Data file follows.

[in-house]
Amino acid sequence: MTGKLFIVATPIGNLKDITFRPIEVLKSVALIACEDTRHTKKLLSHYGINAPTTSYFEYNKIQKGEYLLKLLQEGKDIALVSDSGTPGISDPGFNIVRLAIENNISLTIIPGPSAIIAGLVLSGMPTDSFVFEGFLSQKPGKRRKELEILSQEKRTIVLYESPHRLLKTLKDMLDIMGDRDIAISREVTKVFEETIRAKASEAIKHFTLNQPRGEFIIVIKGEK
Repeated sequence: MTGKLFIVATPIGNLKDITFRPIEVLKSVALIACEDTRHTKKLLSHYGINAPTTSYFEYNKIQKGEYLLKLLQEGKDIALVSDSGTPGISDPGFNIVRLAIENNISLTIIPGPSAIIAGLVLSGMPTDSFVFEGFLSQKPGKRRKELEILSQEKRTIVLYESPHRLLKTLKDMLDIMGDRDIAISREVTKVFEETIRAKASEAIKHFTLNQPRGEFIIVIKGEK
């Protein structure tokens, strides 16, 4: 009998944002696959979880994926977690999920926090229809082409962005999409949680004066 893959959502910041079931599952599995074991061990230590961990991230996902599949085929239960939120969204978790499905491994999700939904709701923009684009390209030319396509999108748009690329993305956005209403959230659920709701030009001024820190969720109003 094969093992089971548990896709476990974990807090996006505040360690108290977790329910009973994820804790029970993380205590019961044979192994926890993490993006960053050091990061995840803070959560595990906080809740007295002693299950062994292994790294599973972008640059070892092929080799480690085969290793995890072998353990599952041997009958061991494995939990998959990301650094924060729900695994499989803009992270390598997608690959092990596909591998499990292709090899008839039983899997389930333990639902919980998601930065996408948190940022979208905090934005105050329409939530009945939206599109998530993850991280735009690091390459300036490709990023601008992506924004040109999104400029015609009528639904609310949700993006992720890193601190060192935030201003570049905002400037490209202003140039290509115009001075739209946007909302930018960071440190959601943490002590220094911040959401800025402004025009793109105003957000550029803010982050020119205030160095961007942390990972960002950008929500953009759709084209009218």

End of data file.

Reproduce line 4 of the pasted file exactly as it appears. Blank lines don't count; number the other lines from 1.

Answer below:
């Protein structure tokens, strides 16, 4: 009998944002696959979880994926977690999920926090229809082409962005999409949680004066 893959959502910041079931599952599995074991061990230590961990991230996902599949085929239960939120969204978790499905491994999700939904709701923009684009390209030319396509999108748009690329993305956005209403959230659920709701030009001024820190969720109003 094969093992089971548990896709476990974990807090996006505040360690108290977790329910009973994820804790029970993380205590019961044979192994926890993490993006960053050091990061995840803070959560595990906080809740007295002693299950062994292994790294599973972008640059070892092929080799480690085969290793995890072998353990599952041997009958061991494995939990998959990301650094924060729900695994499989803009992270390598997608690959092990596909591998499990292709090899008839039983899997389930333990639902919980998601930065996408948190940022979208905090934005105050329409939530009945939206599109998530993850991280735009690091390459300036490709990023601008992506924004040109999104400029015609009528639904609310949700993006992720890193601190060192935030201003570049905002400037490209202003140039290509115009001075739209946007909302930018960071440190959601943490002590220094911040959401800025402004025009793109105003957000550029803010982050020119205030160095961007942390990972960002950008929500953009759709084209009218």